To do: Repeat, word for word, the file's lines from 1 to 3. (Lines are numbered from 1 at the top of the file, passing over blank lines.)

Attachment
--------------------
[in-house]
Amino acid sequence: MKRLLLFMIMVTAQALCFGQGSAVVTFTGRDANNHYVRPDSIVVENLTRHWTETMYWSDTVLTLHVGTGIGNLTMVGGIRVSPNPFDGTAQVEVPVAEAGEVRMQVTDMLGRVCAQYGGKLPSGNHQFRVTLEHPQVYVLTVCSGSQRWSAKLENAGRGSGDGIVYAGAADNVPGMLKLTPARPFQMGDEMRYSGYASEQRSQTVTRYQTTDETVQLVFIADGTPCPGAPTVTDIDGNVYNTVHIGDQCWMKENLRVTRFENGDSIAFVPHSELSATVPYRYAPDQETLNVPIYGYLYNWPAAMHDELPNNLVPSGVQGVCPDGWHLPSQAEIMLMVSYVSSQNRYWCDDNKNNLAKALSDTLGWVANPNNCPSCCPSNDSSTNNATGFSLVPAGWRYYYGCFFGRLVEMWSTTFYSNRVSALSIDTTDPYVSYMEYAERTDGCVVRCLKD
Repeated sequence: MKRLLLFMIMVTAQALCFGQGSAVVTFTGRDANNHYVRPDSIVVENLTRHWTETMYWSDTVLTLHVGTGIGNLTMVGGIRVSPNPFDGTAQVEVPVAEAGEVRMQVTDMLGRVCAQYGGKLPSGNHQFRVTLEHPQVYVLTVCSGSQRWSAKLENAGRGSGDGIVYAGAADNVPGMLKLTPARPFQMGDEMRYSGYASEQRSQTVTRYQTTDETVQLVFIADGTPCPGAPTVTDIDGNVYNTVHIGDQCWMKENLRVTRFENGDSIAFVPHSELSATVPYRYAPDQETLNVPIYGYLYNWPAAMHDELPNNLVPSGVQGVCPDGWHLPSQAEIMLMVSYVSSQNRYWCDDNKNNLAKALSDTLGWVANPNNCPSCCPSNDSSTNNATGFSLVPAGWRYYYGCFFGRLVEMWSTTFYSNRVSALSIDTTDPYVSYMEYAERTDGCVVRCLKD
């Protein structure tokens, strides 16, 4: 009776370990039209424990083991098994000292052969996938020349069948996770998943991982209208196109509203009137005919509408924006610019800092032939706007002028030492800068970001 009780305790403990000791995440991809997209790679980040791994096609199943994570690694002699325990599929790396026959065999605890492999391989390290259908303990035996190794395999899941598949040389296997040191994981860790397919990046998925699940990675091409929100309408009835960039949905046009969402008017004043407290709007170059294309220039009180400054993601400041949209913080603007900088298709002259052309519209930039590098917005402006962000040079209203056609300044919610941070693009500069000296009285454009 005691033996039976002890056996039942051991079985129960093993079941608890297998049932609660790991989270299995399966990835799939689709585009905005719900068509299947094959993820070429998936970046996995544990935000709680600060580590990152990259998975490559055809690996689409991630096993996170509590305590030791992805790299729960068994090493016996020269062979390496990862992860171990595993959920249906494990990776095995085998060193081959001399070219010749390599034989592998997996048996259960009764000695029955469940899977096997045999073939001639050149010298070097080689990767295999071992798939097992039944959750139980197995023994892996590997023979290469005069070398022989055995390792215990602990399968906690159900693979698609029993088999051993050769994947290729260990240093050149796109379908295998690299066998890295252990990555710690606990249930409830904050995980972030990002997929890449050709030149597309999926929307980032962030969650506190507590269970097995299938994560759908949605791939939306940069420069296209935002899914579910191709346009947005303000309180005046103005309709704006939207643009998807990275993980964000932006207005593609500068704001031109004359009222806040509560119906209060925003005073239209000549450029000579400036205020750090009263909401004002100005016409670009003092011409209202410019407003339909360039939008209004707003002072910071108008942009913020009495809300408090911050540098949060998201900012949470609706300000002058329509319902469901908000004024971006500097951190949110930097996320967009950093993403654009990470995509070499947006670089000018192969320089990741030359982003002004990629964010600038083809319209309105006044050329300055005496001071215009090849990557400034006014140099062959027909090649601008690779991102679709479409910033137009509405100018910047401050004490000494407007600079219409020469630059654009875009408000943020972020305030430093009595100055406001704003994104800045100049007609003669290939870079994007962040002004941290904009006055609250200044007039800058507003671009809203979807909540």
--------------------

[in-house]
Amino acid sequence: MKRLLLFMIMVTAQALCFGQGSAVVTFTGRDANNHYVRPDSIVVENLTRHWTETMYWSDTVLTLHVGTGIGNLTMVGGIRVSPNPFDGTAQVEVPVAEAGEVRMQVTDMLGRVCAQYGGKLPSGNHQFRVTLEHPQVYVLTVCSGSQRWSAKLENAGRGSGDGIVYAGAADNVPGMLKLTPARPFQMGDEMRYSGYASEQRSQTVTRYQTTDETVQLVFIADGTPCPGAPTVTDIDGNVYNTVHIGDQCWMKENLRVTRFENGDSIAFVPHSELSATVPYRYAPDQETLNVPIYGYLYNWPAAMHDELPNNLVPSGVQGVCPDGWHLPSQAEIMLMVSYVSSQNRYWCDDNKNNLAKALSDTLGWVANPNNCPSCCPSNDSSTNNATGFSLVPAGWRYYYGCFFGRLVEMWSTTFYSNRVSALSIDTTDPYVSYMEYAERTDGCVVRCLKD
Repeated sequence: MKRLLLFMIMVTAQALCFGQGSAVVTFTGRDANNHYVRPDSIVVENLTRHWTETMYWSDTVLTLHVGTGIGNLTMVGGIRVSPNPFDGTAQVEVPVAEAGEVRMQVTDMLGRVCAQYGGKLPSGNHQFRVTLEHPQVYVLTVCSGSQRWSAKLENAGRGSGDGIVYAGAADNVPGMLKLTPARPFQMGDEMRYSGYASEQRSQTVTRYQTTDETVQLVFIADGTPCPGAPTVTDIDGNVYNTVHIGDQCWMKENLRVTRFENGDSIAFVPHSELSATVPYRYAPDQETLNVPIYGYLYNWPAAMHDELPNNLVPSGVQGVCPDGWHLPSQAEIMLMVSYVSSQNRYWCDDNKNNLAKALSDTLGWVANPNNCPSCCPSNDSSTNNATGFSLVPAGWRYYYGCFFGRLVEMWSTTFYSNRVSALSIDTTDPYVSYMEYAERTDGCVVRCLKD